It was a triumph.
The Philadelphia Eagles’ Super Bowl win unleashed an unprecedented amount of civic pride and communal celebration. The festivities began as soon as the pass from Tom Brady fell incomplete in front of the end zone at Super Bowl LII. It continued right through the gathering of 2 million people (or 700,000?) to watch the victorious team bring home the first NFL championship in 57 years.
Though I am more of a baseball fan than football fan, I have always loved watching the Eagles, and this Super Bowl victory was a legitimately exciting moment. Like so much else in Philadelphia, it is a story of fathers and sons, families, stories and traditions.
But, as I said, it was a triumph.
In the history of the Roman Republic (and later, in the Empire), the Senatus could vote to allow generals to march through the streets of Rome with their armies and the spoils of war after major victories. It was normally the only time the army was allowed in the City of Rome. That procession was called a “triumph.” A cursory read about the event will show how strikingly similar such an occasion was to the Eagles’ parade down Broad Street, complete with the pandering encomia of politicians. (And isn’t it interesting that the Super Bowl has stuck with Roman numerals after all these years?!)
With the exception of Operation Desert Storm – which was a relatively small, nine-month long affair – the United States hasn’t had a reason for a celebratory “ticker tape” parade for a military success since August 1945. That represents almost three generations of people for whom a Roman-style “triumph” is beyond recall. Sports, however, provide the next-best thing. Actually, they provide something better. Despite the obscene money made by sports stars who tend to cause controversy for their political posturing and personal flaws, despite the very serious injury problems in the NFL, sports are nevertheless a far better way to channel human aggression than war. Even in countries outside the United States known for football “hooligans” and clashes during sporting events, almost all would vote for such a contest over the catastrophic results of war.
So yes, it is worth celebrating this historic achievement for our city’s team. It might even be worth climbing a light pole or two!
My only suggestion to my beloved fellow Philadelphia fans is this: wouldn’t it be amazing if 2 million people came to Church around here on Sunday mornings?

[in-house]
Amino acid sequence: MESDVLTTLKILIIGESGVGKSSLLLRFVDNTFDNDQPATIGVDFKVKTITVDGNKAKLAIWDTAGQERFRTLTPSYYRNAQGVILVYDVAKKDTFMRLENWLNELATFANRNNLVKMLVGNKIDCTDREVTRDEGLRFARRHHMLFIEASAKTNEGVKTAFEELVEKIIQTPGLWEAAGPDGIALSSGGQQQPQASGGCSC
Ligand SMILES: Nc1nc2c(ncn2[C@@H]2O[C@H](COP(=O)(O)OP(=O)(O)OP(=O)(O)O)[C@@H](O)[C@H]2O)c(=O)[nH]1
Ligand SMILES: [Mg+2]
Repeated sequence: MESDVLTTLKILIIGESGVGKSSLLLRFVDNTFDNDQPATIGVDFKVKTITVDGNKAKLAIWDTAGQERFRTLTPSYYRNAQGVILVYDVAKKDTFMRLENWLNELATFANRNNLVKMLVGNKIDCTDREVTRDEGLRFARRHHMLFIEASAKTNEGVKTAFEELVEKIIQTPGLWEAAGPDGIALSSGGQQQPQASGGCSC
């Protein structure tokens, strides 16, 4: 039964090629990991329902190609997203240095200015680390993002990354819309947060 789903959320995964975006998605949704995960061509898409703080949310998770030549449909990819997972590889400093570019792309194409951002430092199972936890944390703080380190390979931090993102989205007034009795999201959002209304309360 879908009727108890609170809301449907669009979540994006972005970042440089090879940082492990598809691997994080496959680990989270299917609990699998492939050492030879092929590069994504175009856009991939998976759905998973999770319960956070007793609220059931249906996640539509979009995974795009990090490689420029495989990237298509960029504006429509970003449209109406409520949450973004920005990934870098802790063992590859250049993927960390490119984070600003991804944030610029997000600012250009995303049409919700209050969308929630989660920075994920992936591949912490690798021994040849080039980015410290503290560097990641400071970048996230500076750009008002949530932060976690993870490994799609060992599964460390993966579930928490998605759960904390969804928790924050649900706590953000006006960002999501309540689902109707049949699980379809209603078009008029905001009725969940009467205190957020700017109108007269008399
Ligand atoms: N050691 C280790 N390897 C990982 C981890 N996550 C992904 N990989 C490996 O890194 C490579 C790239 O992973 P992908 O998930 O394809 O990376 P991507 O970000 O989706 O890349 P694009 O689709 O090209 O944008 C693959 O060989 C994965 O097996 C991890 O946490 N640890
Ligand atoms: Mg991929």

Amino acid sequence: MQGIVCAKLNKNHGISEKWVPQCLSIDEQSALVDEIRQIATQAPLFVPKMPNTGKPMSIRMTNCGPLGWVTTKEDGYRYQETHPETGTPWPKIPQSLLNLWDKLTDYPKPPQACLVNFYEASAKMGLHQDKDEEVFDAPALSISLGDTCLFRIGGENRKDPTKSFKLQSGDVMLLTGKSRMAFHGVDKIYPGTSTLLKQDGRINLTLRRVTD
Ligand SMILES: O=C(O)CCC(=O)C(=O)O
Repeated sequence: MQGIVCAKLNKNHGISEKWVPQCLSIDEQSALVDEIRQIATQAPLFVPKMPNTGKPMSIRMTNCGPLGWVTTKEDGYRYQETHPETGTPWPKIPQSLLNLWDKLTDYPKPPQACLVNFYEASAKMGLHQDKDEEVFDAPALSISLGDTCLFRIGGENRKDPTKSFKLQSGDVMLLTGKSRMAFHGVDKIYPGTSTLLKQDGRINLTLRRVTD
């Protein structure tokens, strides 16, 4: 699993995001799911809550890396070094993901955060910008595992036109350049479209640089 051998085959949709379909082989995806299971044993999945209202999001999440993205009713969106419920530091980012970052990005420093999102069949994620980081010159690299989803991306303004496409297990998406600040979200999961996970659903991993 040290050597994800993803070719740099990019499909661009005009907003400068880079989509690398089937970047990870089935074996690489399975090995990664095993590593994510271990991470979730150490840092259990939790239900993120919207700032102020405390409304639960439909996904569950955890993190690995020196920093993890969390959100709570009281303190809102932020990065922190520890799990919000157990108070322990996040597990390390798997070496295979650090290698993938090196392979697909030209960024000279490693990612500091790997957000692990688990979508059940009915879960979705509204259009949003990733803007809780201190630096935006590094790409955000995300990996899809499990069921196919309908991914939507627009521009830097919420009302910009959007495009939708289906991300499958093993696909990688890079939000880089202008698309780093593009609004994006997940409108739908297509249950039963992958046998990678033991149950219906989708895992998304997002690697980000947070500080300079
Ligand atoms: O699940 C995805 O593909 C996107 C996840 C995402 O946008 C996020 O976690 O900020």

I know, I know. I’m supposed to say that. But really. We’ve got songs too – some of them are even better than “Fly Eagles Fly.” We have traditions. We have a community all focused on the same thing. Hey, the priest even has a uniform!
I say this partly because the parade elicited inevitable comparisons to Pope Francis’ visit in September 2015. Many remarked how much “bigger” this parade was than that visit. One person even suggested, according to a Philly.com reporter, that more people showed up to the parade than would show up if Jesus returned to earth.
Considering the fact that this is exactly what happens at every Mass – whether celebrated by the Pope on the Parkway or a priest at your local parish – it seems this commentator sadly has a point.
I grew up watching sports, and I will always enjoy a Phillies game in South Philly or an Eagles came on a Sunday afternoon. I would like nothing more than more championships from those teams, along with the Sixers and Flyers.
But the reality is this: no matter what they do, in September all the NFL teams will start Week 1 tied for first place. The business cycle will not allow any other arrangement. That means that every year, the same quest for a championship will ensue again. As exuberant as we all are now, as emotional as it is to remember all the people who loved these teams and have left us, the Eagles’ win can never truly satisfy our deepest longings. In fact, in the grand scheme of things, the desire for a Lombardi trophy is a small, small desire.
So if the excitement wears off and you’re still missing something, perhaps you can search for the One Thing that Truly Satisfies. Thankfully, he can be found each Sunday at your local parish.